Other representative U.S. Letters Pat. in this field are U.S. Pat. Nos. 4,265,762 to D. L. Brenholt; 4,344,562 to A. Ricci; and 4,357,240 to R. C. Mehra et al. However, none suggests or discloses a manner and means by which a filter card may be permanently affixed to an end flange on a chamber and in properly aligned relation so as to form a disposable unit and in such a way as to preclude reuse of the assembly in the manner devised according to the present invention.


It is therefore an object of the present invention to provide for a novel and improved disposable cytology chamber for use in analysis of liquid samples.

Another object of the present invention is to provide for a novel and improved method and means for fabricating a unitary, disposable cytology chamber and filter card so as to prevent reuse of the chamber together with a vented cap to prevent spillage of liquid during centrifuge operations.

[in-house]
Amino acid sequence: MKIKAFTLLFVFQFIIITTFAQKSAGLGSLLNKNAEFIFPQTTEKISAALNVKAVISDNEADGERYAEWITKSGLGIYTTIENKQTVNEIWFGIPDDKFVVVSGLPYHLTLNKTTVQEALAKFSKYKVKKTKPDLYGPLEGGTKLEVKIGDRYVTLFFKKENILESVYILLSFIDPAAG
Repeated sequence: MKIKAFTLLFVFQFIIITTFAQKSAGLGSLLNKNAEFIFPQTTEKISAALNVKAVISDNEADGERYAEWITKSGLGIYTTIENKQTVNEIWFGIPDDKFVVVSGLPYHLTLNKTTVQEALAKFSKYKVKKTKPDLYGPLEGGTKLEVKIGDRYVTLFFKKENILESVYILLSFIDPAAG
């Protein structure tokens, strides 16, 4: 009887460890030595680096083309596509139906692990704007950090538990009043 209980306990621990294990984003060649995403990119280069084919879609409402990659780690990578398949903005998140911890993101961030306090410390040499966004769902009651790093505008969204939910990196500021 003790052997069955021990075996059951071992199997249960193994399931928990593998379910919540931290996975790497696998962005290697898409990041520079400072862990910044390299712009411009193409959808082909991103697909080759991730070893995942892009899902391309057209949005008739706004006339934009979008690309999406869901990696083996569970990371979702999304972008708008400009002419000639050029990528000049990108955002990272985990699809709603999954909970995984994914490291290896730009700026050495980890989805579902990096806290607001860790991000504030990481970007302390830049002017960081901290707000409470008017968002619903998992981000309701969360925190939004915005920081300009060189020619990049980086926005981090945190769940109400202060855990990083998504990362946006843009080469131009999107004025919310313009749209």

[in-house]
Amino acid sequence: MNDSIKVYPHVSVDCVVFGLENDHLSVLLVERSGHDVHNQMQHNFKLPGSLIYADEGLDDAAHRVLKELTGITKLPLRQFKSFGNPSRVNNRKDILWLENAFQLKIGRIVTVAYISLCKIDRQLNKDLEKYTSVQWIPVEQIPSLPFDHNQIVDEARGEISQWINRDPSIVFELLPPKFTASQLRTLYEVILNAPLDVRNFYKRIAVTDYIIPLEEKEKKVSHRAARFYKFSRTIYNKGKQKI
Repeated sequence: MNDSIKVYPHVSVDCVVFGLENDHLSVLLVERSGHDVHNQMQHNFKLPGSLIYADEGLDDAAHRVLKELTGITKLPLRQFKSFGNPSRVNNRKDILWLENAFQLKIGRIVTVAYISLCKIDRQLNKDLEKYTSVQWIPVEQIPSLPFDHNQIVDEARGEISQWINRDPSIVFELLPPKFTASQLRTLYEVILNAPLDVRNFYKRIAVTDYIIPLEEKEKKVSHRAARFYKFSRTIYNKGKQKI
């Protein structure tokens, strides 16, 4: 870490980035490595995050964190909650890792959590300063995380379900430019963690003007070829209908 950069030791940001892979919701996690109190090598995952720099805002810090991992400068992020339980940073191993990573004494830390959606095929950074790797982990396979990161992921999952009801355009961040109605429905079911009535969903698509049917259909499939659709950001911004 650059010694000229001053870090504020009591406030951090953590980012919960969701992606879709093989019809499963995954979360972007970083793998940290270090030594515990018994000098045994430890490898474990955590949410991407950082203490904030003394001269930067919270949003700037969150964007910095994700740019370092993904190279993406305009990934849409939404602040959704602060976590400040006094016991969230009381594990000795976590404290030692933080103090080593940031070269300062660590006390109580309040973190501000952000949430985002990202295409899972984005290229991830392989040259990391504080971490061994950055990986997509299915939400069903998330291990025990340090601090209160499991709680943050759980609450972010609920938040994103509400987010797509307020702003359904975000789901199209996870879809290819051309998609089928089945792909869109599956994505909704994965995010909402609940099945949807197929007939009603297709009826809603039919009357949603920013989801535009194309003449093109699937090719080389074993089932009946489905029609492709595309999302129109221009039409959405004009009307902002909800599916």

It is a further object of the present invention to provide for a novel and improved method of integrally uniting a filter card to a flat end surface or flange of a chamber in such a way as to avoid the possible contamination by use of adhesives or other securing means and to assure reliable performance in operation.

It is an additional object of the present invention to provide for a novel and improved method of ultrasonically welding a filter card to a flat end surface of a disposable chamber unit in such a way as to avoid contamination of a fluid sample to be analyzed and to prevent reuse of a unit.